Last 2,000 western monarchs left without protections

Even though we’ve lost between 80 and 99 percent of the monarchs in our skies, the U.S. Fish and Wildlife Service (FWS) recently refused to give them endangered species protections. It’s past time to protect the dwindling species.

Mary Katherine Moore

In just 40 years, America has lost 80 percent of eastern monarch butterflies, and close to 99 percent of western monarchs.

With monarch populations hitting drastic lows, these butterflies more than qualify for endangered species protections — yet the U.S. Fish and Wildlife Service (FWS) recently announced its refusal to grant monarchs the protections they deserve.

It’s a decision that isn’t right, and beyond that, it could lead to us completely losing monarchs.

From 1.2 million to 2,000 in 20 years

Monarch butterflies are one of the most beautiful creatures that flutter through our backyards, parks, playgrounds and fields. With their distinctive orange, black and white wings, they’ve become the world’s most recognizable butterfly.

But the twin threats of climate change and habitat loss have taken a dire toll on the butterflies — and extinction doesn’t look too far off: Just 20 years ago, there were 1.2 million western monarchs. Though not finalized, the latest annual autumn count of the western monarchs shows only 2,000 monarchs compared to last year’s 30,000.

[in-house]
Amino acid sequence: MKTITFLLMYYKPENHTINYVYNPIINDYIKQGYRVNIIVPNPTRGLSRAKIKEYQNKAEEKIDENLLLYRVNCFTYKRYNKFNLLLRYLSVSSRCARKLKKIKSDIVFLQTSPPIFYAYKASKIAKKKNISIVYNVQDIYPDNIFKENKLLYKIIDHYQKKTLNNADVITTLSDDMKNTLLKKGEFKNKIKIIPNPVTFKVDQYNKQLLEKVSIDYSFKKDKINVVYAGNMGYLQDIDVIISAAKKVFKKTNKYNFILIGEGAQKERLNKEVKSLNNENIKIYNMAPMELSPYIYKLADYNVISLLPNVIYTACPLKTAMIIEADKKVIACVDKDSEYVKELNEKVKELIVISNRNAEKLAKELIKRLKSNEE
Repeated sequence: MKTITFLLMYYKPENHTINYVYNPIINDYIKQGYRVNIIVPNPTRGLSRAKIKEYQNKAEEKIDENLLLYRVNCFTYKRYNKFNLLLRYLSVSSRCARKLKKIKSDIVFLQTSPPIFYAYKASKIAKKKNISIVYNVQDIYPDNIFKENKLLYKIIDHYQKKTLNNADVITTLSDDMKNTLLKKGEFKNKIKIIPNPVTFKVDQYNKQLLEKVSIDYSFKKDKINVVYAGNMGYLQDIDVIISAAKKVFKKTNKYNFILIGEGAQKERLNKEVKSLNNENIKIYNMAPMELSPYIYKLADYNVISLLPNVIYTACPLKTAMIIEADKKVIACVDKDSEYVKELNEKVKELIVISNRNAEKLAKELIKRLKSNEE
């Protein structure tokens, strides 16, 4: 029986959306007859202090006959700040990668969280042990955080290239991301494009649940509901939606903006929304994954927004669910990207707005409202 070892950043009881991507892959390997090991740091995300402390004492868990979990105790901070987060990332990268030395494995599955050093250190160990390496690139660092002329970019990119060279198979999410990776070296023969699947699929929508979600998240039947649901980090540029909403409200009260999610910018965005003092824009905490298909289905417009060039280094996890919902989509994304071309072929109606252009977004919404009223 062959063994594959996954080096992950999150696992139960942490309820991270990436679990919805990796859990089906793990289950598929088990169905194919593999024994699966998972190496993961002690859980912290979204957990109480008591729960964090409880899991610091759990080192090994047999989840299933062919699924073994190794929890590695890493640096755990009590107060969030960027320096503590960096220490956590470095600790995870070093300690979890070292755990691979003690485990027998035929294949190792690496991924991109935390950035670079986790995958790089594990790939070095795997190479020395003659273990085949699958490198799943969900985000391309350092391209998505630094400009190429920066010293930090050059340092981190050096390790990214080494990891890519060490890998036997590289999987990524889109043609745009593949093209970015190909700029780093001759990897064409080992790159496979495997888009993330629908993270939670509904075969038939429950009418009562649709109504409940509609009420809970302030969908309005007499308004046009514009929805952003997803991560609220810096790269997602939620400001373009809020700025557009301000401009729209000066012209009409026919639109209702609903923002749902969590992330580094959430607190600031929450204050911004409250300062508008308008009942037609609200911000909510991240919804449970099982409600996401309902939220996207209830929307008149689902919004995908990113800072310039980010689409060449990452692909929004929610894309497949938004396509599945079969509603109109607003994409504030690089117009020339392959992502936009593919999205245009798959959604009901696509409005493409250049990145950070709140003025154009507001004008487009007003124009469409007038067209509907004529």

There used to be millions of monarchs in American skies, but now sightings are growing rarer and rarer. So rare, in fact, that monarchs more than meet the standards to receive endangered species protections under the Endangered Species Act.

But still, the FWS won’t give monarchs the protections they deserve.

Environment America is working to give monarchs species-saving protections

Right now, we’re in the middle of an extinction crisis as we say goodbye to species at an unprecedented rate. In the past century, we’ve lost more than 540 species, and we won’t stand by as monarchs join that list.

Endangered species protections can make all the difference. The ESA has a proven track record of protecting and preserving endangered species — saving more than 200 species from the brink of extinction.

Now we need the act to protect monarch butterflies. With endangered species protections, conservationists could build a comprehensive recovery plan for the butterflies, one that would lead to the preservation of their habitat and the planting of food that monarch caterpillars need to survive.

Before any of this can happen though, the FWS has to give them endangered species protection.

That’s why Environment America is helping to gather thousands of petition signatures, urging the FWS to do the right thing. 

Add your name to stand up for monarchs today.


Mary Katherine Moore